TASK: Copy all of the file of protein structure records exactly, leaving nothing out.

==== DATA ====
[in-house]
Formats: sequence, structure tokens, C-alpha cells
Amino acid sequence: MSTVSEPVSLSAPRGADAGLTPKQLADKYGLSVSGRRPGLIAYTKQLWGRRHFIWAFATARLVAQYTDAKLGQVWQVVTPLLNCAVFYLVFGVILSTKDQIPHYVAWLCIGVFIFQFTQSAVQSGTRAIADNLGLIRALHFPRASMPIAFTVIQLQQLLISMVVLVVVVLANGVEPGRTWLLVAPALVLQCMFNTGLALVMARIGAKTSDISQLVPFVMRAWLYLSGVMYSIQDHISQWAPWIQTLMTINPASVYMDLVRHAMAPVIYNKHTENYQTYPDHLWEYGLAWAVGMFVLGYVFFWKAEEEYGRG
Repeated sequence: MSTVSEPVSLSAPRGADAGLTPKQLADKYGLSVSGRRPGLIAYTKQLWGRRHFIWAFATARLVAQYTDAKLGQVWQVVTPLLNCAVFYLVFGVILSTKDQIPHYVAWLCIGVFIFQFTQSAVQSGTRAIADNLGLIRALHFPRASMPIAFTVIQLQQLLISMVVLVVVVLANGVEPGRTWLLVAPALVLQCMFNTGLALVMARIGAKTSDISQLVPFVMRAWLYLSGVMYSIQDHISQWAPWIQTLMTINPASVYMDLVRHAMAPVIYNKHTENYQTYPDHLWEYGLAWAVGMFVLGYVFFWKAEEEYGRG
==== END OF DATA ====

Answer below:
[in-house]
Formats: sequence, structure tokens, C-alpha cells
Amino acid sequence: MSTVSEPVSLSAPRGADAGLTPKQLADKYGLSVSGRRPGLIAYTKQLWGRRHFIWAFATARLVAQYTDAKLGQVWQVVTPLLNCAVFYLVFGVILSTKDQIPHYVAWLCIGVFIFQFTQSAVQSGTRAIADNLGLIRALHFPRASMPIAFTVIQLQQLLISMVVLVVVVLANGVEPGRTWLLVAPALVLQCMFNTGLALVMARIGAKTSDISQLVPFVMRAWLYLSGVMYSIQDHISQWAPWIQTLMTINPASVYMDLVRHAMAPVIYNKHTENYQTYPDHLWEYGLAWAVGMFVLGYVFFWKAEEEYGRG
Repeated sequence: MSTVSEPVSLSAPRGADAGLTPKQLADKYGLSVSGRRPGLIAYTKQLWGRRHFIWAFATARLVAQYTDAKLGQVWQVVTPLLNCAVFYLVFGVILSTKDQIPHYVAWLCIGVFIFQFTQSAVQSGTRAIADNLGLIRALHFPRASMPIAFTVIQLQQLLISMVVLVVVVLANGVEPGRTWLLVAPALVLQCMFNTGLALVMARIGAKTSDISQLVPFVMRAWLYLSGVMYSIQDHISQWAPWIQTLMTINPASVYMDLVRHAMAPVIYNKHTENYQTYPDHLWEYGLAWAVGMFVLGYVFFWKAEEEYGRG